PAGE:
Let’s start with some bad news.
It is pretty clear that dwelling investment (which makes up around 5 per cent of GDP) is set to fall by around 8 per cent in 2020. This means that by itself, we start my GDP build with a -0.4 percentage points on GDP (5 per cent times minus 8 per cent). That’s said, I am factoring in a housing construction rebound in the second half of 2020 as a supply shortage impacts property developers and house prices. That is a question that should see dwelling investment add to GDP in 2021.
• Impact in 2020: -0.4 percentage points
Now the good news.
Private capital expenditure
In terms of private capital expenditure, which accounts for around 12 per cent of real GDP, the Bureau of Statistics expectations survey points to strong growth in 2020. Based on the hard data on expectations, it looks like private capex will rise by 9 per cent as businesses are gearing up for a lift in non-residential construction and strong growth in spending on plant and equipment (note we have a technology boom globally still happening).
• Impact in 2020: +1.1 percentage points
Government consumption and investment
Government demand is spilt between consumption and investment – the latter includes some of the infrastructure boom being rolled out. Government consumption accounts for about 19 per cent of GDP while government investment is an additional 5 per cent. Based on government consumption growth of 3.25 per cent (very conservative given the NDIS roll out and more) and public investment growth of 6 per cent, government demand will contribute a hefty 0.9 percentage points to GDP.
• Impact in 2020: +1.0 percentage points
Net exports are a wild card. Export volumes are growing solidly and there is more upside in the output of gas and iron ore. Global economic growth looks like being firm which will help the export sector.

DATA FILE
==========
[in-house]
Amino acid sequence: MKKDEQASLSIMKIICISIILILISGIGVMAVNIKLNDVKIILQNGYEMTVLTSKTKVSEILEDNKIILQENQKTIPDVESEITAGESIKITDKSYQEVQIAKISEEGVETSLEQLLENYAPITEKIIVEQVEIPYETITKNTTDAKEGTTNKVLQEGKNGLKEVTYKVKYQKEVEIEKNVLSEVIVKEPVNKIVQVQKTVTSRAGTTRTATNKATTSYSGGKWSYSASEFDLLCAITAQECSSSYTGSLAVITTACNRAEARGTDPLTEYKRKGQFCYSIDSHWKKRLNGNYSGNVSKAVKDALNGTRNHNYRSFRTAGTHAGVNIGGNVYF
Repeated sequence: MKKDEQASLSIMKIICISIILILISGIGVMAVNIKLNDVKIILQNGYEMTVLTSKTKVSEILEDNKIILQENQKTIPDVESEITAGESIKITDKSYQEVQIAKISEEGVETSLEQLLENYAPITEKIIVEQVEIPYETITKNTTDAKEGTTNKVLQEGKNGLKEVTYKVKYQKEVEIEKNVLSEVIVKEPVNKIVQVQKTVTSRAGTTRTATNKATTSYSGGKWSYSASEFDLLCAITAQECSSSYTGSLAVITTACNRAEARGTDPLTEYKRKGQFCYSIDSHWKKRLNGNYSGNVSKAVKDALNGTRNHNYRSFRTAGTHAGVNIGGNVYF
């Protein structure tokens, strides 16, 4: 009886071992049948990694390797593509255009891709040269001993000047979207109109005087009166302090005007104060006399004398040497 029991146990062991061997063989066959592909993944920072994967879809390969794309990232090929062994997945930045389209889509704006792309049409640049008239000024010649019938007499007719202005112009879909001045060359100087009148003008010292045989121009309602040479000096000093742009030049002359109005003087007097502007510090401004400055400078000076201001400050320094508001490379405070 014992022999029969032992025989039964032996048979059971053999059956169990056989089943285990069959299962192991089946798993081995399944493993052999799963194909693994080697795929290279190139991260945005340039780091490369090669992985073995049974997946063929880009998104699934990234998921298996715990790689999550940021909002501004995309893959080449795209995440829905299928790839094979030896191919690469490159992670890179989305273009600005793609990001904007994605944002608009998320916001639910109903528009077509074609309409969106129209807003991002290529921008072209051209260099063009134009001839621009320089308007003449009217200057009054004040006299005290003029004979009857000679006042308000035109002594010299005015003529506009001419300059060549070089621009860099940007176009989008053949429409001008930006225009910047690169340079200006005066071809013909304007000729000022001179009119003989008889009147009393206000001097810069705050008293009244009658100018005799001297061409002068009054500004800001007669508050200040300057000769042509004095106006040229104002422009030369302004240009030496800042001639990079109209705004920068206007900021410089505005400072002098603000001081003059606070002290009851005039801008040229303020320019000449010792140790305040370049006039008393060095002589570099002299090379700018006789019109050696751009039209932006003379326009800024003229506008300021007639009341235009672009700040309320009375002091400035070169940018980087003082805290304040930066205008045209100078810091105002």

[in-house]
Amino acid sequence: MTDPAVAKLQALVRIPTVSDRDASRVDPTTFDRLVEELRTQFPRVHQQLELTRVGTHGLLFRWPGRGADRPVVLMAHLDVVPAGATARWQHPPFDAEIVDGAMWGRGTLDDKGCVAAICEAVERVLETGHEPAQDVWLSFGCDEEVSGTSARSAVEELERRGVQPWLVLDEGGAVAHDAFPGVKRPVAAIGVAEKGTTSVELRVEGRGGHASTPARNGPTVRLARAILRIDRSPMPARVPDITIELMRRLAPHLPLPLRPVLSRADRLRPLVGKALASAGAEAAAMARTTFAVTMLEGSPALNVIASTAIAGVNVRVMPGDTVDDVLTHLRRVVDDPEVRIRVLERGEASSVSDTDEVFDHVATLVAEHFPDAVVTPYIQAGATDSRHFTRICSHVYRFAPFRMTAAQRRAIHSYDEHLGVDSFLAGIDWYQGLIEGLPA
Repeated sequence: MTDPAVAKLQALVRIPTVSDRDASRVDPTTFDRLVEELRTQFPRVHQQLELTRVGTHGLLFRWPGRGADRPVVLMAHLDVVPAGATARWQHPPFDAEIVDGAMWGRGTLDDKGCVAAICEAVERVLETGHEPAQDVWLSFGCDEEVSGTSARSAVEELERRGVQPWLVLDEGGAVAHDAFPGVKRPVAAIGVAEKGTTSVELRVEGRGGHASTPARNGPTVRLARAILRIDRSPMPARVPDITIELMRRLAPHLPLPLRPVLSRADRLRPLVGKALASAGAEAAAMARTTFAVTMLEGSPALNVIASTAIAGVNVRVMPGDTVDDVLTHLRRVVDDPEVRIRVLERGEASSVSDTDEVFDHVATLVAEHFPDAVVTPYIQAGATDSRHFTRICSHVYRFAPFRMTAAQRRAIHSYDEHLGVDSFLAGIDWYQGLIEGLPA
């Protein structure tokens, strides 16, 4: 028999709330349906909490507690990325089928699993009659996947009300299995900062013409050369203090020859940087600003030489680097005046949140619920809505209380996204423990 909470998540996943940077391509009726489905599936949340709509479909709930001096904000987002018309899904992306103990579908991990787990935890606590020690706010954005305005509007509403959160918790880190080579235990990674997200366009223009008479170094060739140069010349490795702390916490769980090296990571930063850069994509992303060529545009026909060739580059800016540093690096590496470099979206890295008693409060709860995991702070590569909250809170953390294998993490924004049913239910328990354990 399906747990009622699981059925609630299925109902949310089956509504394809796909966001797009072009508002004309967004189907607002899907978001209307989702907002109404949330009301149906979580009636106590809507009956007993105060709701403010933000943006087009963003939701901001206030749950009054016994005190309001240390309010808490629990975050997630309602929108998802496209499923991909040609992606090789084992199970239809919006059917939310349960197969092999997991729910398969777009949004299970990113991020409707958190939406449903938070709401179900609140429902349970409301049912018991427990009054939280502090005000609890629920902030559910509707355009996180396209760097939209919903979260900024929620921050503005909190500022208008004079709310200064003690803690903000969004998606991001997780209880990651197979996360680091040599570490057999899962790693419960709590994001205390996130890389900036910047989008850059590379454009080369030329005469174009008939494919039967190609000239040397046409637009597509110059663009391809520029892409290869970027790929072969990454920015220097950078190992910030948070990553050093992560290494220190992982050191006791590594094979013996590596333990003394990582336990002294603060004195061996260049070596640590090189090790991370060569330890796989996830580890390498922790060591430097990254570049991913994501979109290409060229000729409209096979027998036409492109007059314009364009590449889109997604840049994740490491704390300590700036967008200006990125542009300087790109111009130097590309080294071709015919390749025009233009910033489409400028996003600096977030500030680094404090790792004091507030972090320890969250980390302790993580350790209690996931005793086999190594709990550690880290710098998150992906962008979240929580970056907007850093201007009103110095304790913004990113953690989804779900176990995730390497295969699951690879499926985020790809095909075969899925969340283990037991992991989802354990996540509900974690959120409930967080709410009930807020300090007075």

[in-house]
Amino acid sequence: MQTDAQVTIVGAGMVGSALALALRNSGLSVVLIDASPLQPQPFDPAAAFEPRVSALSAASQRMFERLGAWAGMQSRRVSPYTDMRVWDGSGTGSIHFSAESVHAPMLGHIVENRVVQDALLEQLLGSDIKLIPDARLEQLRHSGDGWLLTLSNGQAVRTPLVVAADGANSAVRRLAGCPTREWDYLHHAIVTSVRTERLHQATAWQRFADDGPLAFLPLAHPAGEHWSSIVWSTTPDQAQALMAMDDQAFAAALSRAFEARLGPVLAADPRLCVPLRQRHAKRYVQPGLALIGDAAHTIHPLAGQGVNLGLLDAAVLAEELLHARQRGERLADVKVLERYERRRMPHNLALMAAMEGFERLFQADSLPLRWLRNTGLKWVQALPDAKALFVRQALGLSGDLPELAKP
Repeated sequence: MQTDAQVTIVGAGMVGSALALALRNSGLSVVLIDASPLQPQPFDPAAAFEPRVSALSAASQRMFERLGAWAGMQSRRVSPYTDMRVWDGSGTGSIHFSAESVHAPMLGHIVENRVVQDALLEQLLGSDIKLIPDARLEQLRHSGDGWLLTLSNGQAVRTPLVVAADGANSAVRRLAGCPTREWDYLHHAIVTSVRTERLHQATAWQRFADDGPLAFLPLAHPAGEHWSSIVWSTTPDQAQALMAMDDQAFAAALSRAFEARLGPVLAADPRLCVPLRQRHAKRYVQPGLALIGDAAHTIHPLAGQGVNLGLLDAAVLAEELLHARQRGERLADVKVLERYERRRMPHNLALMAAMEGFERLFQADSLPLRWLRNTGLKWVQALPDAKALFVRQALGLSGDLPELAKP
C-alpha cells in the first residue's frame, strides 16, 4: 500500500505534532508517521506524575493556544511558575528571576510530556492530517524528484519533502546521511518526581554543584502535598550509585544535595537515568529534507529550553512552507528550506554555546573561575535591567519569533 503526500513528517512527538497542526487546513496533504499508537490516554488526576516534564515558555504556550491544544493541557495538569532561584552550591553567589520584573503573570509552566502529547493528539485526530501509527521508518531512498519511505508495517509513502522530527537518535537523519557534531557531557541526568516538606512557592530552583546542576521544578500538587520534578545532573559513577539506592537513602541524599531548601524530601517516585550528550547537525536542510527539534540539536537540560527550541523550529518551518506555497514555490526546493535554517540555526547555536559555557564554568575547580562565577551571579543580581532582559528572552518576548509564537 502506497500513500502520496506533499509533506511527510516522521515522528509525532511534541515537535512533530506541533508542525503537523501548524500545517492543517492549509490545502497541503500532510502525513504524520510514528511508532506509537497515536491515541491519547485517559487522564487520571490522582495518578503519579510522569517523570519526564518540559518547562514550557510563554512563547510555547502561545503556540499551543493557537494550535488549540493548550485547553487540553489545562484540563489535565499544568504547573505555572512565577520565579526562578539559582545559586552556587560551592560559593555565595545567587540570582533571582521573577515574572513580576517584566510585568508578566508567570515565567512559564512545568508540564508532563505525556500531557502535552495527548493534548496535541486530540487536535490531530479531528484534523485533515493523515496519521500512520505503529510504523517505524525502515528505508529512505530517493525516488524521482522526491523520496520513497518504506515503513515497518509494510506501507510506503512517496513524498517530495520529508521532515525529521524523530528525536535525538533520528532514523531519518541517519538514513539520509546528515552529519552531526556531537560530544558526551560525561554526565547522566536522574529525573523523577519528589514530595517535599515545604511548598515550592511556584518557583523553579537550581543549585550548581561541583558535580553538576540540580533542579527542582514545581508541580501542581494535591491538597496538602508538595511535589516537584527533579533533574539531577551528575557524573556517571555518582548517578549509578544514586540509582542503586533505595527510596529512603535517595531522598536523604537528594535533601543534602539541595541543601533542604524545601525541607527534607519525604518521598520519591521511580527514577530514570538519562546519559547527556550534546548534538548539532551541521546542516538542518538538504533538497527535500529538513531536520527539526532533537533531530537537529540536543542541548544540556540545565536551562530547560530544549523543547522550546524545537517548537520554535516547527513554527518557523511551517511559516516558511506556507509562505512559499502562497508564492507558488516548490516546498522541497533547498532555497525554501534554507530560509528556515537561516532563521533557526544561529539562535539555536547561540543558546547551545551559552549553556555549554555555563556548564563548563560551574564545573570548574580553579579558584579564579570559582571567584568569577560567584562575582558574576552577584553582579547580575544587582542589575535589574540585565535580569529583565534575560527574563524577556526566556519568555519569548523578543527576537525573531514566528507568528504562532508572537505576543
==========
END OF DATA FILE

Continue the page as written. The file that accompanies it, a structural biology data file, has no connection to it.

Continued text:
This will be offset somewhat by weakness on coal export volumes. In terms of services, the recent weakening in tourism and education may moderate. A hugely competitive Aussie dollar (and by that I mean anything under 75 US cents) and exports are likely to grow by around 6 per cent.
This nice addition to GDP will however, in my estimate, be more than completely offset by a surge in imports. That business investment lift, noted above, has a high import concentration, which means that net exports (exports minus imports) is likely to trim a small amount from bottom line GDP.
• Impact in 2020: -0.2 percentage points
At this point, when we add up the contributions to GDP, we have growth in 2020 at 1.5 per cent.
Of course, I have not yet covered the biggy for the economy – household consumption.
Household consumption accounts for around 57 per centre of GDP. It matters to the core growth rate of the economy. In forecasting household consumption, I plug in the following drivers – disposable income, employment, wealth and savings. With a bunch of rather conservative assumption on those fronts, I get household consumption growth of 2.5 per cent in 2020. With a bit of a push, I can get growth to 2.8 per cent, but for the sake of being conservative, I’ll stick with the 2.5. For something that is 57 per cent of GDP growing at 2.5 per cent, the bottom line contribution to GDP is 1.4 percentage points.
• Impact in 2020: +1.4 percentage points
Add this to the above calculations and GDP growth in 2020 falls out of my spreadsheet at a solid 2.9 per cent.
If household consumption is even a touch stronger (rising wealth), the dwelling investment cycle is less a drag as it turns higher earlier or net exports are simply neutral as resources export volumes continue to boom, then GDP growth in 2020 would be nearer 3.5 per cent.
This outlook is based, in part, on a scenario where the RBA delivers one final interest rate cut to 0.5 per cent and where the government marginally loosens fiscal policy before year end, including in areas of drought assistance or other spending measures.
Amid this, I note that in 2020 inflation remains around 1.8 per cent, the unemployment rate does not fall much and hovers near 5 per cent and wages growth stays around 2.3 per cent. There would also be upside if the Trump trade war issues moderate, as they probably will, China continues to deliver stimulatory policy and commodity prices drop only 10 per cent as opposed to the 20 per cent broadly assumed in my calculation.
At this stage, as there is a rush in the economics profession to embrace gloom and pessimism, my forecast looks to be an outlier, but as was the case over the past few years, I am very happy let my forecasts, not my prejudice and wish for media coverage, to win out.